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Access management slows incidence of traffic accidents.

This is how an accident happens. You are on your way home and in a hurry. You have stayed at work longer than you intended and you are going to be late for your son's Little League game. As you leave the building, rush hour is beginning. You decide to make a left turn across two lanes of oncoming traffic to save time. If you had not been concentrating on the traffic moving toward you, you probably would have seen the car coming from the other direction. You turn right in front of it.

Could this accident have been avoided? You were in a hurry, distracted, and should not have attempted a difficult turn in busy traffic. You could have turned right and traveled around the block. Why was it so easy to make a potentially dangerous turn? If a raised median strip had been present, or if the driveway exit had been restricted to right turns, you would not be facing expensive car repair bills and increased insurance rates.

We think of high-speed freeways or urban intersections as the most likely sites for automobile accidents, but entrances/exits of commercial or residential property can be equally hazardous to the motorist.

Driveways also can be sources of congestion - friction points in the flow of traffic. When you exit a driveway and attempt a left turn across traffic, other cars may need to slow down to avoid you. When drivers slow down to enter a driveway, that also slows down the traffic behind them. If other cars are already in the driveway, then an entire lane of traffic comes to a stop.

Over the past decade, transportation engineers and planners have made entering and exiting the roadway safer and more efficient with a technique called access management. Access management consists of traffic engineering tools that can not only make roads safer, but increase roadway capacity and ease traffic congestion. Besides driveway location and design, techniques include the use of raised medians, turn lanes, and proper spacing of traffic signals.

Access Management Techniques

Access management techniques fall into two groups: techniques used on public roads, which cities or other government agencies can implement through roadway design and regulations, and methods applied to design and spacing of private driveways, which agencies can implement through a driveway permit program.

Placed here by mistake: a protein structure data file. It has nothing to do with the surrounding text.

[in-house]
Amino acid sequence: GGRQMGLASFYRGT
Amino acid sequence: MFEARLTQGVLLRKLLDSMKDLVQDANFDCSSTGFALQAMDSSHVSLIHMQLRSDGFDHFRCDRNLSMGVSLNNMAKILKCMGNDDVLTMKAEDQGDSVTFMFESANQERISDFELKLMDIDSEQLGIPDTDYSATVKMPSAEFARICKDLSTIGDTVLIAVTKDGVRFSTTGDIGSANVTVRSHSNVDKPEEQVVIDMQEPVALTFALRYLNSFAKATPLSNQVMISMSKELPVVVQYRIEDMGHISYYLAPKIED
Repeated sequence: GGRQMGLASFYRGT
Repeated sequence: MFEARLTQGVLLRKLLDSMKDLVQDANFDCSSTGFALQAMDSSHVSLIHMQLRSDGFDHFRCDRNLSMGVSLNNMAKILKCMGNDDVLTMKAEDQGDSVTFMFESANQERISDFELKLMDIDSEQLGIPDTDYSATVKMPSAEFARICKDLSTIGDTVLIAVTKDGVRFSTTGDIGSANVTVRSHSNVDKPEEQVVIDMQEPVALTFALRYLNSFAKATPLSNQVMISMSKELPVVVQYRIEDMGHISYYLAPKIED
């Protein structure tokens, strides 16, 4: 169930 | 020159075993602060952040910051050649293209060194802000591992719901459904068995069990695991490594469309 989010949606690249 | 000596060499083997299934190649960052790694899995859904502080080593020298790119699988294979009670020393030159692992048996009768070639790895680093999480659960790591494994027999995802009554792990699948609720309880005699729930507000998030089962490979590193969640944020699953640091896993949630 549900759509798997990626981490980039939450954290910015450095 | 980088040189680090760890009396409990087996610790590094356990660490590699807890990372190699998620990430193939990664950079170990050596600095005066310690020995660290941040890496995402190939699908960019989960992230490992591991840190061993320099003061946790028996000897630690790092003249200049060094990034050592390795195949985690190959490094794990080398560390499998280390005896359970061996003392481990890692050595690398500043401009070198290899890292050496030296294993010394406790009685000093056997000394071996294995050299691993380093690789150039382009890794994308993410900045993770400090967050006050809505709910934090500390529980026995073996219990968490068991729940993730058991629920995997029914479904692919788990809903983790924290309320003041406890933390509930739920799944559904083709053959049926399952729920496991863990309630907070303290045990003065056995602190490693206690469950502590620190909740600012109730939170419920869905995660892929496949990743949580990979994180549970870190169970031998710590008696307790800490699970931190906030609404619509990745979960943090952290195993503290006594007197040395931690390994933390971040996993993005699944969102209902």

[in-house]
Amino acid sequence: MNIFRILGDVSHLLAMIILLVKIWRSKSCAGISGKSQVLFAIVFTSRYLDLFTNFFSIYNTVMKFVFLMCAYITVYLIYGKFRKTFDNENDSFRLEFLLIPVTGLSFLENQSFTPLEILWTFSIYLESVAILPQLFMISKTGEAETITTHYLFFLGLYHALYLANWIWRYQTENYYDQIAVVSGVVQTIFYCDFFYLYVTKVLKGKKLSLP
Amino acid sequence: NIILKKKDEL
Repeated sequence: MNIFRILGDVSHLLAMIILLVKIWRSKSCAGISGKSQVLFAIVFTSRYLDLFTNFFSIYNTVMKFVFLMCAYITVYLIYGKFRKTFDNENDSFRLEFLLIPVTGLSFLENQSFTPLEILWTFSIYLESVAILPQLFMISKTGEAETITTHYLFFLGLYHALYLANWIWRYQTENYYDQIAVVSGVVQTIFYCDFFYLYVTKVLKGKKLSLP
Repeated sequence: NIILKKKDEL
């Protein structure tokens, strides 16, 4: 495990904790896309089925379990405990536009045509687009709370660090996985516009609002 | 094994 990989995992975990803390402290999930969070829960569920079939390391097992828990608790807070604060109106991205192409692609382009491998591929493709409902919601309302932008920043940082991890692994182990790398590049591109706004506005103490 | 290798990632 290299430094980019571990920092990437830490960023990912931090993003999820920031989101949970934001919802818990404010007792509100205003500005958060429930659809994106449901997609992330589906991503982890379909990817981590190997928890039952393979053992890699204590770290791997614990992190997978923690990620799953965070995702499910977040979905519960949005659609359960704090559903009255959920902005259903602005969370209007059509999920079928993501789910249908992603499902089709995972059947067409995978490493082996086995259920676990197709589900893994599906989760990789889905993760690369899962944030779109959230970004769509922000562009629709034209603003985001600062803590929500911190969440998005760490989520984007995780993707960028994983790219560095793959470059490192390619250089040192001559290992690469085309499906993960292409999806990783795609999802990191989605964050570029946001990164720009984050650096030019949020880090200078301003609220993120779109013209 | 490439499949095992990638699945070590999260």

Examples of access management techniques related to highway design and operation:

* Install raised medians prohibiting direct left-turn access

* Install traffic signals at high-volume driveways

* Channelize raised median openings to control path of traffic

* Install curbs to prevent uncontrolled access to property frontage

* Restrict parking on roadway next to driveways

* Install a two-way continuous or alternating left-turn lane

* Increase capacity of existing left turn bay

Examples of access management techniques related to driveway location and operation:

* Offset opposing driveways

* Install two one-way driveways in place of one two-way driveway

* Regulate the maximum number of driveways per property footage

* Consolidate existing access points when separate parcels of land are assembled under one usage or where cross-access between properties is feasible

* Install supplementary access onto adjacent intersecting streets

* Install a driveway channelizing island to prevent left turns

Although the number of vehicles on the road has more than doubled in the last 25 years, the number of paved road lanes has increased by only a third. That means traffic congestion.

"Access management is attracting attention from cities facing serious capacity problems on their roads," said Joe Hart, P.E., transportation manager in the Denver, Colorado office of Fort Worth, Texas-based Carter and Burgess, Inc. "Often there's no room to widen a congested road. It's an expensive alternative to build another, parallel road. Access management is a cost-effective way to make the existing road more efficient for through traffic - and improve safety at the same time."

Most of us are familiar with the restricted access to and from interstate highways or urban freeways. And many other busy roads use raised medians, left turn lanes, and restricted access to adjoining properties to speed the flow of traffic and reduce traffic conflicts. But much of the nation's roadway mileage consists of two- or four-lane roads with unrestricted driveways, unrestricted turns or, in small towns and rural areas, no curbs and the freedom to pull off the road wherever the driver desires.